Friday, 13 April 2012
Bram Stoker died on 20th April, 1912. To mark the centenary of his becoming undead (chortle) Radio 4 Extra is broadcasting readings of five of his stories. Two are familiar to me - 'The Squaw' and 'The Secret of the Growing Gold'. Three other stories I don't know - they are 'The Coming of Abel Behenna', 'The Dream In the Dead House', and 'A Dream of Red Hands'. He liked his dreams, obviously. Anyway, the reader is Dyfed Thomas, who's rather good at the old Celtic spookery.
Stoker was a prolific writer, but will inevitably be remembered for Dracula - not least in a thousand of next week's pub quizzes, I daresay. Is it a good thing for a writer to be known only for one of his/her many books? Well, given that most writers are simply not known to the general public for anything, I'd say Stoker was a winner. To have created a story that has that instant recognition factor over 100 years later is a remarkable achievement. While Stoker was not renowned for his brilliant prose style, many a more elegant and thoughtful writer of his day is now forgotten, their finest novels or short stories less than footnotes in literary history.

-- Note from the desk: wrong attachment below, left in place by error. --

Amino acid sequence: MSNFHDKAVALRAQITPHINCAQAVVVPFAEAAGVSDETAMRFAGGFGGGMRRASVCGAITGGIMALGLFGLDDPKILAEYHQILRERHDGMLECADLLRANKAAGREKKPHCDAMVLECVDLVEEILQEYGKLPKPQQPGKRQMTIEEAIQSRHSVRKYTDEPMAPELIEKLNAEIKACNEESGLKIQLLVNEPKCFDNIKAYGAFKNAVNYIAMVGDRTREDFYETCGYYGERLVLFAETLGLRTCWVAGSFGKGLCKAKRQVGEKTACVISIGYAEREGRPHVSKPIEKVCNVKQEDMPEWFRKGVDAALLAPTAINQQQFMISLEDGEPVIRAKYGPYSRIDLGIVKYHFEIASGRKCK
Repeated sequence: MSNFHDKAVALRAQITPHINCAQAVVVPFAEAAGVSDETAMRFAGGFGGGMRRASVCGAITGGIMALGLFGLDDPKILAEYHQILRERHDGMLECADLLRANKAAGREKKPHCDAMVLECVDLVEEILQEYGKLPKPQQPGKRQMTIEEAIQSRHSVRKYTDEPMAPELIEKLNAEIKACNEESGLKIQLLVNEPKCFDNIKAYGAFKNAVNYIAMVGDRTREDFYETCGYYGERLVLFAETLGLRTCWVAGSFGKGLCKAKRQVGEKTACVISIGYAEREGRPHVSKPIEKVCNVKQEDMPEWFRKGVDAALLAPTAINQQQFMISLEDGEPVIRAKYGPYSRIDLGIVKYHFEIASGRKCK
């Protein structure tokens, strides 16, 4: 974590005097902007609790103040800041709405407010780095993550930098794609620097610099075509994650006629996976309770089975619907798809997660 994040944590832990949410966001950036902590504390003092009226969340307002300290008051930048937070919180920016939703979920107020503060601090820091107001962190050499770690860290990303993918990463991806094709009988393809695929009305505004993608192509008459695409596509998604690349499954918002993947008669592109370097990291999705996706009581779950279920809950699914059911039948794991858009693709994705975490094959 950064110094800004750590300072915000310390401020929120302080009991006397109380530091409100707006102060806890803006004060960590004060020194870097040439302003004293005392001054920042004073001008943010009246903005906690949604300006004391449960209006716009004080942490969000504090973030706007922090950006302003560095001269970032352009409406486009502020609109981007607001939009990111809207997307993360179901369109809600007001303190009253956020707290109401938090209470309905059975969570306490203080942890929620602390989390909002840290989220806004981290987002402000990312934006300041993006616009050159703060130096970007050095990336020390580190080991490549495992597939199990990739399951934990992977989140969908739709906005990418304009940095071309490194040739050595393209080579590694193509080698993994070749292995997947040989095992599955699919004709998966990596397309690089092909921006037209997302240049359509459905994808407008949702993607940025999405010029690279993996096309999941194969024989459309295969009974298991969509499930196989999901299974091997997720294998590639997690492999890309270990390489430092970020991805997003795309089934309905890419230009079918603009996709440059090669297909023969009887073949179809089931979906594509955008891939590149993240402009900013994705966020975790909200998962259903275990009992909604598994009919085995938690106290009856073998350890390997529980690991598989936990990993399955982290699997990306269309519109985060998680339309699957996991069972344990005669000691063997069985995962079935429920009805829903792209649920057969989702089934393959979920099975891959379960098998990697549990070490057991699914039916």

Anyway, I'll be raising a glass of something suitably red and sticky to Bram Stoker next Friday. Yes, he was a 'one hit wonder', but it's given to few to have even that one hit. By a combination of luck and skill he caught something of the essence of his time, which made Dracula a bestseller, but also created something timeless in its appeal. And if Stoker's vampire count was created from second- or third-hand materials, well, most fictional characters are. And perhaps it's apt that the origins of Dracula lie amid little-known volumes on Victorian library shelves, as he was a creature of dust and shadows.